I made New Year’s resolutions well into adulthood, but a few years ago, I kind of stopped. I think this is because as an adult, the things I need to work on about myself have become so immutable that to resolve to chip away at them afresh year after year feels pointless, or worse, discouraging. If every single January I resolve anew to be less neurotic, worry less, stress less, etcetera, I have to begin to wonder if I’ve made any progress at all over the last year on those exact same resolutions. Because for adult me, my resolutions always boil down the same thing: don’t be such a stress case. Be more Zen. Stop worrying so much.

Another problem with my particular perennial resolution is that it’s hard to measure whether or not one is worrying less than the year before. How would one ever track such a thing? A year-long spreadsheet in which one tallies the time and energy one has spent worrying? That seems, to put it mildly, to defeat the point. And resolving to not worry at all feels, if I may borrow a word from my fourteen year-old self, unrealistic. My solution to this conundrum has been to simply stop resolving to worry less — or resolving to do anything else differently, for that matter.

Part of this failure to make resolutions is informed by my understanding of what a resolution actually is. To me, a resolution is a promise you make to yourself (and others, if you declare it publicly) to do something better or different: quit smoking, eat healthier, spend more time with family, make the bed every morning, etc. And, as I said, the principal thing I want to do differently each year usually comes down to going easier on myself and not stressing over things that ultimately don’t matter. Unfortunately, I suspect that this is something I’m going to have to work on until the day I shuffle off this mortal coil, because I’m sort of a tightly wound lady, and that’s just how it is. So what’s the point of restating the same resolution every year? Better to just keep it in the back of my mind and remind myself not to blow a gasket when things go wrong. That’s seemed to work for me so far. Yoga helps, too.

Making a list of yearly goals, though — that I can get behind. Goals, to me, are far more satisfying than resolutions. Goals are things you can check off a list, or at least work toward checking off a list. They’re fun to think about and to imagine. And, best of all, they don’t require making an inventory of one’s weaknesses and failings, as resolutions do. I have so many goals for the new year, including getting a novel published (or on the way to being published), publishing another short story in a reputable literary magazine, expanding my freelancing work, and keeping a new human alive and healthy. (That last one’s kind of a big one.)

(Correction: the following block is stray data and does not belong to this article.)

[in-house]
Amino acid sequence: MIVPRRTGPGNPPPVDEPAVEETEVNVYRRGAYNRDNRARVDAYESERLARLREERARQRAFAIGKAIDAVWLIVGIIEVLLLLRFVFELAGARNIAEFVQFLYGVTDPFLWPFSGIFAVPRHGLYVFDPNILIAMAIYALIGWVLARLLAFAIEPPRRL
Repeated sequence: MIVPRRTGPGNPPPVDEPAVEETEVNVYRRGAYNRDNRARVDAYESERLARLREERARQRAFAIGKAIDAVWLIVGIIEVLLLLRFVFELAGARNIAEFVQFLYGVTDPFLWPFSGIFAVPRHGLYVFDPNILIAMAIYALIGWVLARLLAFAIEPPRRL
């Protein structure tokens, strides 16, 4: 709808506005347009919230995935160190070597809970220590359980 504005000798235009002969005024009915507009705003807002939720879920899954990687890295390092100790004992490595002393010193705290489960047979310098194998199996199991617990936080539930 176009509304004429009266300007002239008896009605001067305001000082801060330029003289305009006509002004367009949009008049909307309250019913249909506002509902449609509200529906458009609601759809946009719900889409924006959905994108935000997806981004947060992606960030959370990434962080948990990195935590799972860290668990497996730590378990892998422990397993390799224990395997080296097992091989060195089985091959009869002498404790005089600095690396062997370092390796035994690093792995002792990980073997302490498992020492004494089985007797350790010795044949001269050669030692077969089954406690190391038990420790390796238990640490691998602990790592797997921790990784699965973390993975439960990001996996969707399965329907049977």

If I had to pick my number one goal for this coming year, it would be to keep another human being alive, and not go crazy in the process. Now this is something I can measure, come New Year’s 2016. If I’m institutionalized next year, we’ll know I failed. As for New Year’s resolutions, who needs ’em?

Happy New Year, by the way.

Book review: The Life-Changing Magic of Tidying Up, by Marie Kondo

I love a good house-cleaning binge. Every year or so, Al and I go through our stuff and do a giant purge, tossing out things with wild abandon, and we always feel SO GOOD afterwards. It’s like a workout for the spirit, getting rid of unnecessary stuff. There’s something deeply satisfying about putting things you no longer need in trash-bags and hauling them to the curb, or, even better, loading them into boxes and dropping them off at the Salvation Army. Yet, despite our periodic purges, over time, stuff — different stuff, but stuff nonetheless — always manages to creep into our house again. Thus, a yearly purge remains necessary for our household. I think this is a typical problem — too much stuff, and negotiating how to get rid of it — but it still bugs me, and I spent a not insignificant amount of time pondering it.

Life-Changing-Magic-330x320

This preoccupation with purging superfluous stuff and preventing clutter rebounds is why I was so intrigued when I got a copy of Marie Kondo’s slim, attractive little book The Life-Changing Magic of Tidying Up: The Japanese Art of Decluttering and Organizing. Kondo is a Japanese organization expert — don’t you just instinctively trust someone with those credentials? — and she’s devised her own method, the KonMari Method — for tidying up and, here’s the catch, having your house stay tidy. The basic message of Kondo’s method is that you should surround yourself only with things you love, and in her book, she provides step-by-step guidance on how to achieve that.